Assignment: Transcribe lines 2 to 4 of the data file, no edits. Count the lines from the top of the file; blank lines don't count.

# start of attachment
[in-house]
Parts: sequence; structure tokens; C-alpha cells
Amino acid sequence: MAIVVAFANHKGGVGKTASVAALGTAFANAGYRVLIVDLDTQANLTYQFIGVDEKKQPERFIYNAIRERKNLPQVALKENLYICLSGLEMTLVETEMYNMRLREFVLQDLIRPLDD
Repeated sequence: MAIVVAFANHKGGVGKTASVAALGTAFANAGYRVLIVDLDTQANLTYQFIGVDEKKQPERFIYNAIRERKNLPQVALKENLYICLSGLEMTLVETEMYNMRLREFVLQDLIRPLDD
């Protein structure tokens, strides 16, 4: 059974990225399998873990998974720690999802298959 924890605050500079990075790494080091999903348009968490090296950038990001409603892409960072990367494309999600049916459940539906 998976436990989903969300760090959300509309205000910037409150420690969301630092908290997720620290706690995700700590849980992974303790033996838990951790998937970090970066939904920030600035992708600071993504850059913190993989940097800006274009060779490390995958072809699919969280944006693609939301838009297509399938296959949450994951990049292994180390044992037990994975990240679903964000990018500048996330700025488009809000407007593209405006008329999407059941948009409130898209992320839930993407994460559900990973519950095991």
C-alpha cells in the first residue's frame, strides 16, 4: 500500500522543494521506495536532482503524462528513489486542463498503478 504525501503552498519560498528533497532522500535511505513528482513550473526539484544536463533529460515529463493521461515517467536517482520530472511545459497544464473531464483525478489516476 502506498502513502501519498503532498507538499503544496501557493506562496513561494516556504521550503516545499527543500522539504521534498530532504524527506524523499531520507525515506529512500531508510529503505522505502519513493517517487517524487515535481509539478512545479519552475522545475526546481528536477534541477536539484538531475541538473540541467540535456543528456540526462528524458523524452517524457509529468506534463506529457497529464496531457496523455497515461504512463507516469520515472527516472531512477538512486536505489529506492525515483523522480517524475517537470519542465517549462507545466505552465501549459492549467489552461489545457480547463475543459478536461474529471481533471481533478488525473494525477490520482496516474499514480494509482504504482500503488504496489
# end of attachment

Parts: sequence; structure tokens; C-alpha cells
Amino acid sequence: MAIVVAFANHKGGVGKTASVAALGTAFANAGYRVLIVDLDTQANLTYQFIGVDEKKQPERFIYNAIRERKNLPQVALKENLYICLSGLEMTLVETEMYNMRLREFVLQDLIRPLDD
Repeated sequence: MAIVVAFANHKGGVGKTASVAALGTAFANAGYRVLIVDLDTQANLTYQFIGVDEKKQPERFIYNAIRERKNLPQVALKENLYICLSGLEMTLVETEMYNMRLREFVLQDLIRPLDD